What is a PCBU?  A Person Conducting Business Undertaking...

The law in Queensland has now changed to making the person managing the plant or site responsible for ensuring that all operators are competent. They call this the 'person conducting a business undertaking or PCBU- so the burden of safe operation of plant has shifted from the person operating to the person responsible for the person operating. The process is pretty opaque in terms of what that person might do or see to satisfy themselves that operators on their site are competent, but it does allow for common sense. So how this works in real life, is that all the different head contractors, such as the Tier 1s, Tier 2s and Tier 3 contractors all interpret it differently and require different paperwork, so as skilled labour moves between the sites where different guidelines are applied and it probably, in practice, has ended up as confused as it was before. But notwithstanding that - the legislation simply states that the PCBU ensures:

  • Operators receive adequate information , training, instruction and supervision

  • Operators are competent

  • Appropriate use of equipment to minimise health and safety risks.

So this is a big shift in how this legislation works - in that the PCBU has a duty of care to ensure the people operating heavy equipment under their supervision know how to do it. This includes paperwork associated with the safe operation of plant, inspection & shut down procedures, traffic rules & emergency procedures . In terms of training - the Safework guidelines recognise two types of training:

What is considered Evidence of Operator Competency?

Worksafe says that the following documents qualify as evidence of an operator's competency - however some of them are as clear as mud and very open to interpretation:

  • Certificate issued under WHS Guidelines pre 2008
  • Statement of Attainment in a previous QLD Unit of Competency (such as Operate a Excavator Ticket OHSCER205A)
  • Statement of Attainment in a National Unit of Competency such as 'Civil Construction Excavator Operations'
  • On the job training by an experienced or competent person as verified by log books and previous employer references
  • Other provable forms of structured in-house training where resources are available in your office that verify that it occurred.

If you are a place that employs operators, or you are an operator - we recommend you obtain this evidence of competency and keep for your own records to ensure smooth passage onto sites, but also if you want to change jobs or contractor employers in the future.  It is possible that they might need different documents than others, and indeed might interpret the vague legislation in a variety of ways.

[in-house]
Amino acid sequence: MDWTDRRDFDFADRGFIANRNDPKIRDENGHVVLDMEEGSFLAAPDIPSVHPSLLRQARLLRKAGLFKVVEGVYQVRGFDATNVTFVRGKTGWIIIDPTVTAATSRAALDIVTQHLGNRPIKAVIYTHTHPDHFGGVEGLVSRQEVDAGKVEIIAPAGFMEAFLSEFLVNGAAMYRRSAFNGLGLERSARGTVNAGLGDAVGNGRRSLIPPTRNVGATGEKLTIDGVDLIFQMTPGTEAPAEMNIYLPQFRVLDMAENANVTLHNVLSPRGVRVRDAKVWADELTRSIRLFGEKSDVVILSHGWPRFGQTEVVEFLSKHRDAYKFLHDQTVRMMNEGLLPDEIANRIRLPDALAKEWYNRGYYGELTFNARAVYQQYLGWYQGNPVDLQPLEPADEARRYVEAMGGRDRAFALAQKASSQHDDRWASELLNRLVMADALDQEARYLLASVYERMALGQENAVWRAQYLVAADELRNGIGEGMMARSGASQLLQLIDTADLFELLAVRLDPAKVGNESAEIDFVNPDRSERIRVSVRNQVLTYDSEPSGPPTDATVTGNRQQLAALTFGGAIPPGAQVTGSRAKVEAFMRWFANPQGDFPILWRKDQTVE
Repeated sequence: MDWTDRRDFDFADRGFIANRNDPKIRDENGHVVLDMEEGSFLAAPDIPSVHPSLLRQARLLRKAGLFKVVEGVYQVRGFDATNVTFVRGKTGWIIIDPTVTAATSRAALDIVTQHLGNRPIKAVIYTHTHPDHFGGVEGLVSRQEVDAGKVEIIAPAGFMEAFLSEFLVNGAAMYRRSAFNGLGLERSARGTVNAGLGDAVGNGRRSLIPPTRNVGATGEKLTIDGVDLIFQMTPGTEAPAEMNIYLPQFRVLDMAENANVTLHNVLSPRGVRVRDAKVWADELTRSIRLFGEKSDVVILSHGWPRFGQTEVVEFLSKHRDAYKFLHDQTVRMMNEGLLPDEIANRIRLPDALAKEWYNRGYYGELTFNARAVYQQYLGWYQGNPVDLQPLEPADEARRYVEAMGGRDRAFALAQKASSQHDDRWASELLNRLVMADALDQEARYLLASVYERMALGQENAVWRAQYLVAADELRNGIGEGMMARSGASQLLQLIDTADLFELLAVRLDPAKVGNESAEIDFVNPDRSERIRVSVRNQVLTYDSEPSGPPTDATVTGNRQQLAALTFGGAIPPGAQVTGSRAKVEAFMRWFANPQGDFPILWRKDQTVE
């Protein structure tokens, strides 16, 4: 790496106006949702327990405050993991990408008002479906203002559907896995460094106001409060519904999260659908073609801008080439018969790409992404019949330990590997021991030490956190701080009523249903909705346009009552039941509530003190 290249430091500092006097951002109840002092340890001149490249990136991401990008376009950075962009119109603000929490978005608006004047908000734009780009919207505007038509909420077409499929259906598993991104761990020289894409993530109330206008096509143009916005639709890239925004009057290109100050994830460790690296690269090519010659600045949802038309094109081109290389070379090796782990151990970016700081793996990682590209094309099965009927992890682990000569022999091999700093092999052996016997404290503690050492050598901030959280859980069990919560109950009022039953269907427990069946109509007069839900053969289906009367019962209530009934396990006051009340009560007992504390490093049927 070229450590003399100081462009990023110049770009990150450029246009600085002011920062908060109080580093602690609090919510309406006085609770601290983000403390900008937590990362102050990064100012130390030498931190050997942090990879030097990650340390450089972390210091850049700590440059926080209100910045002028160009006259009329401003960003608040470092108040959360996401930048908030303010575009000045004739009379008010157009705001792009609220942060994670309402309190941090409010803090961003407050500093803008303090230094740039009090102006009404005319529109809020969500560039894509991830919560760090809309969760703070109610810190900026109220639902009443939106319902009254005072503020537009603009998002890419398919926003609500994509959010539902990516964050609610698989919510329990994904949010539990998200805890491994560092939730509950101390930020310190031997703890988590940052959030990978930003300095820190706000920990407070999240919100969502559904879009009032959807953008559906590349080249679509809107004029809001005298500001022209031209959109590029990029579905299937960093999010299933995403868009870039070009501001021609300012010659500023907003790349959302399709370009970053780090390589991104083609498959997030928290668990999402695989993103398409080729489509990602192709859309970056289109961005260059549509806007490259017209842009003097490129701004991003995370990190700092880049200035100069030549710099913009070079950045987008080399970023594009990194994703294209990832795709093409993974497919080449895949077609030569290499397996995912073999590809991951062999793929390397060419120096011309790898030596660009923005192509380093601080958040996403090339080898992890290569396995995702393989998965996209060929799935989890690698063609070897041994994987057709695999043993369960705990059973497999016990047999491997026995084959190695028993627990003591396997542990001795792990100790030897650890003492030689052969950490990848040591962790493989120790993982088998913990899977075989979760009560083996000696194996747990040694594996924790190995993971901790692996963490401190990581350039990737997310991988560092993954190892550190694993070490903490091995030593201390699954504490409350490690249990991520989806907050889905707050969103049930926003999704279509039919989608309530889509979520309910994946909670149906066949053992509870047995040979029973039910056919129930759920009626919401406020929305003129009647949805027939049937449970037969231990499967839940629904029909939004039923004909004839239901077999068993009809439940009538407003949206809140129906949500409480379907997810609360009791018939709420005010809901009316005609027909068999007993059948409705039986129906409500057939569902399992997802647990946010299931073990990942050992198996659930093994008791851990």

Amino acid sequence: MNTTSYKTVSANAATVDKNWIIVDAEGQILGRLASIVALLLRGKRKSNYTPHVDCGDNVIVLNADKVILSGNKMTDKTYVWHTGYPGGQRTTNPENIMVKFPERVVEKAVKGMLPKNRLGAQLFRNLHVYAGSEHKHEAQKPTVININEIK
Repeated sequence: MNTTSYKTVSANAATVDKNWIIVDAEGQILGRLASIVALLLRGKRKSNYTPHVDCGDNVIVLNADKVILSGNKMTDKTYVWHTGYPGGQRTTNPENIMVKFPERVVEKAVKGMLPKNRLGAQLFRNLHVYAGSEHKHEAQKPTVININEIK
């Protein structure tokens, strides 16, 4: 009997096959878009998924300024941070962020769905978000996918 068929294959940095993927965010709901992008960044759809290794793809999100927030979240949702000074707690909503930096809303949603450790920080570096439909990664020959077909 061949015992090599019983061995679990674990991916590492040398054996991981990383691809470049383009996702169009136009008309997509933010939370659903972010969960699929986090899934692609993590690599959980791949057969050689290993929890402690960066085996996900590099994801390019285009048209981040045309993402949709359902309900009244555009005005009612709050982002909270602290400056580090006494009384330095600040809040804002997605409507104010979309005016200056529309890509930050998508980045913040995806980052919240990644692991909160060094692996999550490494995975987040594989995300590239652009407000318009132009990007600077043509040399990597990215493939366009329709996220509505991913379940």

License Required for Operating a Crane

There is one exclusion to these rules up above - which is related to the operation of cranes, operation of boom lifts or telehandlers , or other machines in crane mode - and this is where you need a dogging Heavy HRW (high risk work) licence. This is required anytime you are doing a sling or lift (or rigging ) where there is no competent person to verify the weight of the load, the sling technique, the condition of the lifting gear, the lifting points or when the lifting procedure can't be prepared and signed off by a competent person. So - in lamens terms - if its a simple lift and there is a competent person in charge to plan and execute the lift you can do it without a HRW licence.

It's not just cranes that this applies to, you also need a licence to operate a cherry picker and a licence to operate a scissor lift , as other lifting and elevating equipment that can be considered as High Risk Work. In all other instances, the person operating the crane or other machine in crane mode must have this license. In applying for the HRW licence- it requires the same type of evidence of competency as described above - an indication of formal or informal training or an RTO certificate. This licence is a renewable photographic licence similar to your drivers licence. This is now the case in all states other than WA - that has only just implemented this rule in March 2022 and they are giving everyone 2 years to get their licence before they will heavily enforce the legislation. If you would prefer not to operate your gear and want someone verified in Queensland, who is trustworthy and competent, then organise the best quote available on iseekplant using our Get a Quote Tool .

NSW Heavy Machinery Operator Guide

New South Wales Heavy Machinery Operator Guidelines